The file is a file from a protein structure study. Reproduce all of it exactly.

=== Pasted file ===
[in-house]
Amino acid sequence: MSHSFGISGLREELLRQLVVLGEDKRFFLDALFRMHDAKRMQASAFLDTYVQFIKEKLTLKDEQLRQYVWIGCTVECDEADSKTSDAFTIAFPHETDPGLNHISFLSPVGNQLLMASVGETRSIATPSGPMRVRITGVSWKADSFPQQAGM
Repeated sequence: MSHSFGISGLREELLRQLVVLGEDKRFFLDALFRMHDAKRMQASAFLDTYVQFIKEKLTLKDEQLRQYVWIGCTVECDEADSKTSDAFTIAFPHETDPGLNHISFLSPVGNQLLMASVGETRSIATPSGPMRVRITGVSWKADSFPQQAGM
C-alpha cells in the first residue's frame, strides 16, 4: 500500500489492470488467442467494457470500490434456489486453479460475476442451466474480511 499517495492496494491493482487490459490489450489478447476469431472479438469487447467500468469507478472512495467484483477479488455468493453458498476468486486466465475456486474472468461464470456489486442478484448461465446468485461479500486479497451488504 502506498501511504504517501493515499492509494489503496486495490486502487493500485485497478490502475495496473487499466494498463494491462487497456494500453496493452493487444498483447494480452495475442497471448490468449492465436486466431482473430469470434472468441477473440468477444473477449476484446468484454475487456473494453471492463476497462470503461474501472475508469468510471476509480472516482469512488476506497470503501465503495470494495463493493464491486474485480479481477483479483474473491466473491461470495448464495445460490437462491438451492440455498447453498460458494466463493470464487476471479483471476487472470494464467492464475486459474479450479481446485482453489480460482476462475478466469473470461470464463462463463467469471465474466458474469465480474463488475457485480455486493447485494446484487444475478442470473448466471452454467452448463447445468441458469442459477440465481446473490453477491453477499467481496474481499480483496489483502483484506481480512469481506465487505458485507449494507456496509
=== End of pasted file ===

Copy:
[in-house]
Amino acid sequence: MSHSFGISGLREELLRQLVVLGEDKRFFLDALFRMHDAKRMQASAFLDTYVQFIKEKLTLKDEQLRQYVWIGCTVECDEADSKTSDAFTIAFPHETDPGLNHISFLSPVGNQLLMASVGETRSIATPSGPMRVRITGVSWKADSFPQQAGM
Repeated sequence: MSHSFGISGLREELLRQLVVLGEDKRFFLDALFRMHDAKRMQASAFLDTYVQFIKEKLTLKDEQLRQYVWIGCTVECDEADSKTSDAFTIAFPHETDPGLNHISFLSPVGNQLLMASVGETRSIATPSGPMRVRITGVSWKADSFPQQAGM
C-alpha cells in the first residue's frame, strides 16, 4: 500500500489492470488467442467494457470500490434456489486453479460475476442451466474480511 499517495492496494491493482487490459490489450489478447476469431472479438469487447467500468469507478472512495467484483477479488455468493453458498476468486486466465475456486474472468461464470456489486442478484448461465446468485461479500486479497451488504 502506498501511504504517501493515499492509494489503496486495490486502487493500485485497478490502475495496473487499466494498463494491462487497456494500453496493452493487444498483447494480452495475442497471448490468449492465436486466431482473430469470434472468441477473440468477444473477449476484446468484454475487456473494453471492463476497462470503461474501472475508469468510471476509480472516482469512488476506497470503501465503495470494495463493493464491486474485480479481477483479483474473491466473491461470495448464495445460490437462491438451492440455498447453498460458494466463493470464487476471479483471476487472470494464467492464475486459474479450479481446485482453489480460482476462475478466469473470461470464463462463463467469471465474466458474469465480474463488475457485480455486493447485494446484487444475478442470473448466471452454467452448463447445468441458469442459477440465481446473490453477491453477499467481496474481499480483496489483502483484506481480512469481506465487505458485507449494507456496509